“If you buy something -- a stock or a bond -- in the morning, and you sell in the afternoon, the tax probably ought to be 80 percent,” said Gerstner, also a former chairman of Carlyle Group, the world’s second-largest private equity firm.Some other revolutionary ideas by Gerstner:
“If you hold it for six months, maybe it ought to be 60 percent,” Gerstner told Bloomberg Television.
“We do have a greed or an inefficiency that comes out of excessive focus on the short term,” said Gerstner, who bemoaned an investment climate driven by quarterly earnings and a 24-hour news cycle. He was an executive at American Express Co. and RJR Nabisco Inc. before joining IBM.
Gerstner, who approves of generous compensation for executives who add shareholder value, called for an end to golden parachutes for failed managers. “We have to see an elimination of pay for people who get fired and then wind up with these huge payments,” he said.A good example of the short-term trading culture is today's market action, where the S&P has gone from down 3 points to up 17 points (an intraday 20 point swing on nothing!) on a plethora of bad economic news, simply as a result of manipulated futures purchasing by visible and invisible hands, to preempt potential panic selling as a result of the impending termination of Ben Bernanke from his current post, compliments of several non-conformist Congressmen. Presumably Goldman is cheering Summers impending appointment to the former's post by buying every share it can find (as well as TSYs, Oil, Gold, and the dollar: we are back to global market beta = 1.000).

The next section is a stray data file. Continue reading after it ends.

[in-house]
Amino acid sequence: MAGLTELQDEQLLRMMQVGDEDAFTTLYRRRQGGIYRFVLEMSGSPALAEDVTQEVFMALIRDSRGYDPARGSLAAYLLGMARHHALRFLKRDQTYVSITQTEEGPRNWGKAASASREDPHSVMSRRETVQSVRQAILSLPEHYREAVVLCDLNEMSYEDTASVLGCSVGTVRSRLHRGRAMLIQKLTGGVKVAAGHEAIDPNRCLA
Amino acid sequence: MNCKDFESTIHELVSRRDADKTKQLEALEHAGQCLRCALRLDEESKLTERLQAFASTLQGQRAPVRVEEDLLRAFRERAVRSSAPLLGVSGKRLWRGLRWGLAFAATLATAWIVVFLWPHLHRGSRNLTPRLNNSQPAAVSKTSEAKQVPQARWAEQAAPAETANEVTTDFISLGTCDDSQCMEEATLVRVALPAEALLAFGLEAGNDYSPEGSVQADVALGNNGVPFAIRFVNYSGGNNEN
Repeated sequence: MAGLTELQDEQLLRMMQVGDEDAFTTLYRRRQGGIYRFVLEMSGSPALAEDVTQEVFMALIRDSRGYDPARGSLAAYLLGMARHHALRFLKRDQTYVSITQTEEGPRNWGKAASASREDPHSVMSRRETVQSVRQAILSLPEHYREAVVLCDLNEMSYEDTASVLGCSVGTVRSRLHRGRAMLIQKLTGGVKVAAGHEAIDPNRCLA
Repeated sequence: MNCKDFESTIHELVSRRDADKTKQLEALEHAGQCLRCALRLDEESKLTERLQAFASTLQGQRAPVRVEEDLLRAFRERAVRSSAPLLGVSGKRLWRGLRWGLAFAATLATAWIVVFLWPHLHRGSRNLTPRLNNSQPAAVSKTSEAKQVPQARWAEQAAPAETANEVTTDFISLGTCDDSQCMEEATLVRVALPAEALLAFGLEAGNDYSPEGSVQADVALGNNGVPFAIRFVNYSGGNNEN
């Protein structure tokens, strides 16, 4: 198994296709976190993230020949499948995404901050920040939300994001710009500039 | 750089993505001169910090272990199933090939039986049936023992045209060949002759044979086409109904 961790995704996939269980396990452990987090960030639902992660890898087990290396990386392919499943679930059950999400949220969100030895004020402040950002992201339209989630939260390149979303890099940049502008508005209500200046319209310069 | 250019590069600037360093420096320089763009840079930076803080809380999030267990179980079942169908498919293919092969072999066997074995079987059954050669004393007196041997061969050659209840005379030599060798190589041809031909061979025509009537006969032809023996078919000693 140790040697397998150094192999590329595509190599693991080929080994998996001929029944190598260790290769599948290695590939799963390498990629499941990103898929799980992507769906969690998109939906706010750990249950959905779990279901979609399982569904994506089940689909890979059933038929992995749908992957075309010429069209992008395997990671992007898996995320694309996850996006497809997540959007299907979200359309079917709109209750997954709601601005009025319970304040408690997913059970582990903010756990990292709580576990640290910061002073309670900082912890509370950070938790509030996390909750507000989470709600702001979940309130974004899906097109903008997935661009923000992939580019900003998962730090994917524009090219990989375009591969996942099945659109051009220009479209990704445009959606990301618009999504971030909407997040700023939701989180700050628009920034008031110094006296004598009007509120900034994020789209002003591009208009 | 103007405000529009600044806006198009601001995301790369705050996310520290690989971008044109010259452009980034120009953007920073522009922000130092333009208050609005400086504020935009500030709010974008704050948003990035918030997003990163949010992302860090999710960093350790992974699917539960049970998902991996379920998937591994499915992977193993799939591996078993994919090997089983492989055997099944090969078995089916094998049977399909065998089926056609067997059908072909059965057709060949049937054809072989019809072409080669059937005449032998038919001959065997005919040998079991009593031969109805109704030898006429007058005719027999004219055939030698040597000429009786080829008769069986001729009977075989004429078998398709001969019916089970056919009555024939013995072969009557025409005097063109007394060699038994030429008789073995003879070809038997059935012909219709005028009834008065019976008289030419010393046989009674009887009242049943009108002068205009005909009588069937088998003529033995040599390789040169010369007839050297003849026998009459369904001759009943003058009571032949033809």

Gerstner acknowledged that Wall Street executives he knows wouldn’t like his plan for higher taxes on investment gains.
“They wouldn’t like it at all,” Gerstner said. “Wall Street is driven by transactions. That’s what they live by. They don’t live by long-term investment decisions.”
And while Gerstner's proposal is truly revolutionary, there is no way in hell that micro trade focused Goldman Sachs, which is back to its hedge funds swing and momentum trading days, would ever allow this to become actual policy. With Larry Summers happy to have Ben keep his chair warm for at most a few more months, one can be certain that Wall Street's power interests will soon be maintained in perpetuity or until the S&P hits 0, whichever comes first (in the next 2 years). Sphere: Related Content Print this post